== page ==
“I really don’t want to comment on this,” Carroll told NBC 4 New York, New Jersey Watchdog’s partner on the investigation.
“This says there is a problem with the whole pension system, the way the whole system is set up,” said John Sierchio, a trustee of the state Police and Firemen’s Retirement System. PFRS paid out $175 million to 5,067 disabled retirees in 2011 – figures expected to rise when 2012 data are released.
Disability applications received by the PFRS have doubled in the past year – and 95 percent of those claims are questionable, according to Sierchio.
The supposedly career-ending incidents have included a fireman who fell out of bed while sleeping, an officer who fell off his chair while sitting down, cops who slipped on wet floors or icy sidewalks, and a patrolman who suffered emotional trauma because his lieutenant yelled at him during roll call.
“It’s people who don’t want to work anymore,” said Sierchio, a Bloomfield police sergeant who has served on the PFRS board since 2002. “The last two officers shot in New Jersey are back to work, but the guy who trips over a curb is sitting on a beach getting two-thirds (of salary) tax-free.”
In New Jersey, it’s relatively easy to fake or exaggerate an injury to get a disability pension. The PFRS has no staff to investigate fraud. Nor do any of the state’s five other retirement funds for public employees.
“No one is watching,” said Sierchio.
The Tragic Solutions case illustrates how weak laws, red tape and lack of enforcement contribute to the woes of a state pension system that faces a shortfall of nearly $42 billion. New Jersey Watchdog obtained the records through Open Public Records Act requests.
In 1999, Carroll told pension officials he was unable to work because of post-traumatic stress disorder and depression caused by what he witnessed while responding to a car accident and three suicides.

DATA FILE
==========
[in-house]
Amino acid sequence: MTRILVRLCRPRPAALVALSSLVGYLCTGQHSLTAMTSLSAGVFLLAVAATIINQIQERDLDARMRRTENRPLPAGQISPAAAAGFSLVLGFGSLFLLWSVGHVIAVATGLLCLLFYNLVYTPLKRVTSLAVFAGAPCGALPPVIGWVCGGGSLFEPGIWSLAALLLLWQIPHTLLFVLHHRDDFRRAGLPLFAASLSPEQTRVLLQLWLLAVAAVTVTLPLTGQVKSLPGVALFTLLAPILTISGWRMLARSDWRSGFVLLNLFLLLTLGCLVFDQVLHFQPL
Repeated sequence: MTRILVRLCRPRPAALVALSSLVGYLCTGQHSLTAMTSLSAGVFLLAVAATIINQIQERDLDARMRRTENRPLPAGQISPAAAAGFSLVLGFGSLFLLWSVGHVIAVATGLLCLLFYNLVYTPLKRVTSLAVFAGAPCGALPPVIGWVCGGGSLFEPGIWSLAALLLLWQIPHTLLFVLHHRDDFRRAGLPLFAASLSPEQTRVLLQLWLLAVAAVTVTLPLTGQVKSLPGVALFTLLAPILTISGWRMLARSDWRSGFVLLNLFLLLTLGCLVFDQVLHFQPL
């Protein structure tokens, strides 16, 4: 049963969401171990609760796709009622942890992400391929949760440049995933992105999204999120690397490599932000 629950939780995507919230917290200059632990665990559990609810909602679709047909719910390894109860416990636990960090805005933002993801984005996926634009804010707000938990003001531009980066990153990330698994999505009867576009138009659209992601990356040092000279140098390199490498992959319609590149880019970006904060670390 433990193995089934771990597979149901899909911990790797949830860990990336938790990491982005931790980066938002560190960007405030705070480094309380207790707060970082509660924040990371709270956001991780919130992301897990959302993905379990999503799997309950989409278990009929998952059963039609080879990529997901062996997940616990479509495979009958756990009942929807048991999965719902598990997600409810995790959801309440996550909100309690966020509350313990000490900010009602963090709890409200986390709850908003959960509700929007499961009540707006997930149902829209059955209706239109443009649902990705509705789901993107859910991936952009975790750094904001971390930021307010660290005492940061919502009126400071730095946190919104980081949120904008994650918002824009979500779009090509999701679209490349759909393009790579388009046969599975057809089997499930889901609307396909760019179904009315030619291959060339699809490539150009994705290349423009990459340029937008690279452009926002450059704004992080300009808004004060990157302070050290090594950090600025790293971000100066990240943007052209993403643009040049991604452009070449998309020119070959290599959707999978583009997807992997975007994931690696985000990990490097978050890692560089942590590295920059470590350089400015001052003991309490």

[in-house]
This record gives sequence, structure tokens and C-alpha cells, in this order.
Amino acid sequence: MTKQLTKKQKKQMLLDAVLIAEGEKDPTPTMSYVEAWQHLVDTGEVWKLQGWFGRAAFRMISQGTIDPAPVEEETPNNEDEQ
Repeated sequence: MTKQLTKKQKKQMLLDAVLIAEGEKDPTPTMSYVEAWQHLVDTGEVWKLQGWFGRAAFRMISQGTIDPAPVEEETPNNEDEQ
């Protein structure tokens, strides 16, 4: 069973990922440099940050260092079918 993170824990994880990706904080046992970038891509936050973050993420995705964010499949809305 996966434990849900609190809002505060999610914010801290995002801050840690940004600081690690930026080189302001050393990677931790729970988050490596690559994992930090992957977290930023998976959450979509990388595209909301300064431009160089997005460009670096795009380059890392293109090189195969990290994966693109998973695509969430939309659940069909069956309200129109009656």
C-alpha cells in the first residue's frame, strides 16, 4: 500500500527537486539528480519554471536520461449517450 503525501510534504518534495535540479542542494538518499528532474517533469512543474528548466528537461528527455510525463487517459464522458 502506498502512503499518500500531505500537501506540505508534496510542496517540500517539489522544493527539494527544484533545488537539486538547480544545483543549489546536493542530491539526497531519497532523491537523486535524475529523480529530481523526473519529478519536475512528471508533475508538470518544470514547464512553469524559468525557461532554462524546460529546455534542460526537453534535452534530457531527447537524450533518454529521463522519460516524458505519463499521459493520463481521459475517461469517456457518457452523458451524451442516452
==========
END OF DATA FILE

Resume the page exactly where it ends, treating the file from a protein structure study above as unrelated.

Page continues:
“I started having crime scene flashbacks and hallucinations in 1997,” wrote Carroll. “In September of 1998, I suffered a hallucination while working at the courthouse. I was removed from work and placed in a mental hospital.”
Carroll began receiving disability checks after the PFRS board approved his retirement effective May 1999. Five years later – in April 2004 – Carroll and Rohling formed Tragic Solutions, according to state business records. For Carroll, the timing would prove crucial.
NASHVILLE — Officials in 33 government entities throughout Tennessee wasted or misused almost $11.7 million of taxpayer money according to audits that the State Comptroller released during March.
City of Whitwell
More than $6,200 in overdraft fees was added to two of the city’s bank accounts.
The city paid more than $2,200 for unnecessary Internet services. The city used AOL and MSN dial-up Internet service until switching to a DSL Internet vendor in 2008. However, the city continued to pay more than $40 per month to AOL and MSN for their services as well.
§ The former city recorder sold a total of 120 hours of vacation leave back to the city at a total cost of $1,305. However, there was no provision in the city’s personnel policy allowing for the sale of vacation leave.